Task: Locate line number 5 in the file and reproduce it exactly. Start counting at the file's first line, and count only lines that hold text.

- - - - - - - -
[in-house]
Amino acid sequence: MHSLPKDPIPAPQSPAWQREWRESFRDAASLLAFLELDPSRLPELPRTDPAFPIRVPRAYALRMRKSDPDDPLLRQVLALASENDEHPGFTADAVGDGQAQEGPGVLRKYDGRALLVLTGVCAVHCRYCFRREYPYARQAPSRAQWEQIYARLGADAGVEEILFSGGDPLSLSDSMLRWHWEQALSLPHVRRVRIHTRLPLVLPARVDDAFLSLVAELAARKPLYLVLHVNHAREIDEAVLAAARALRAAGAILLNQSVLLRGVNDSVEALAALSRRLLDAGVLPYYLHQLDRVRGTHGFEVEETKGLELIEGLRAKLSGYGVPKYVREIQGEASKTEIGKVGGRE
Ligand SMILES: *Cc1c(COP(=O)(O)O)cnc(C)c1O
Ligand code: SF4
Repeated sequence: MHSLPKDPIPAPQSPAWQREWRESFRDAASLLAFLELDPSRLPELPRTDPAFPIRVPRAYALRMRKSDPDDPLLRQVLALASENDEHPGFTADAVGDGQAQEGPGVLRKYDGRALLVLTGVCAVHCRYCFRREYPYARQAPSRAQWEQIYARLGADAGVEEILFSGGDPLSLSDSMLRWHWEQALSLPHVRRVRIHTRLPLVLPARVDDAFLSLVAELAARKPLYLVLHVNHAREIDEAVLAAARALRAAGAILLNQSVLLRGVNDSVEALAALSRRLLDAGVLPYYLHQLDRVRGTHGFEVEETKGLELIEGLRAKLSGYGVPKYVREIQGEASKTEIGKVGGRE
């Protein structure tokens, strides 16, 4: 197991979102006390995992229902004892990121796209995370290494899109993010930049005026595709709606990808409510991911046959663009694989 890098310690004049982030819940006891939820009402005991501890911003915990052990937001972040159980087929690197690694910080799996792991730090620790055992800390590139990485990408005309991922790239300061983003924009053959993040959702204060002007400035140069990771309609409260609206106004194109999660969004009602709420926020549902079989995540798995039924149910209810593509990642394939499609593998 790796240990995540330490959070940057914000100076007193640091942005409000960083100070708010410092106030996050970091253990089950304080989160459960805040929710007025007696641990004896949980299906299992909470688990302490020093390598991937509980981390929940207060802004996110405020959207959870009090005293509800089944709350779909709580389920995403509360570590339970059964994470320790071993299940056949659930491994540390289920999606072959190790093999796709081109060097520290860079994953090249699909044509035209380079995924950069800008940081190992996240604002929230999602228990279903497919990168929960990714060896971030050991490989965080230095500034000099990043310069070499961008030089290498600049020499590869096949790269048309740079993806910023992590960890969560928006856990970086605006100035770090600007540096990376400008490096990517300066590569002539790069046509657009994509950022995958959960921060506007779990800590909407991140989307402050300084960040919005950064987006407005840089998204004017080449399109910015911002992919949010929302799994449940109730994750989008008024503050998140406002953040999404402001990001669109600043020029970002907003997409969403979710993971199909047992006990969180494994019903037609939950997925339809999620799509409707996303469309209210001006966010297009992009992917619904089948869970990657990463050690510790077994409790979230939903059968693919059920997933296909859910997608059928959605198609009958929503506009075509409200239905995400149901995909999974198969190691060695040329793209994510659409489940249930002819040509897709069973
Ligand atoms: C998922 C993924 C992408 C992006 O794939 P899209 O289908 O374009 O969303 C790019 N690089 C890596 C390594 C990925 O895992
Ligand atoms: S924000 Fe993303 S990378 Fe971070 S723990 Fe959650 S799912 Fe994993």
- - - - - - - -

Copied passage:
Repeated sequence: MHSLPKDPIPAPQSPAWQREWRESFRDAASLLAFLELDPSRLPELPRTDPAFPIRVPRAYALRMRKSDPDDPLLRQVLALASENDEHPGFTADAVGDGQAQEGPGVLRKYDGRALLVLTGVCAVHCRYCFRREYPYARQAPSRAQWEQIYARLGADAGVEEILFSGGDPLSLSDSMLRWHWEQALSLPHVRRVRIHTRLPLVLPARVDDAFLSLVAELAARKPLYLVLHVNHAREIDEAVLAAARALRAAGAILLNQSVLLRGVNDSVEALAALSRRLLDAGVLPYYLHQLDRVRGTHGFEVEETKGLELIEGLRAKLSGYGVPKYVREIQGEASKTEIGKVGGRE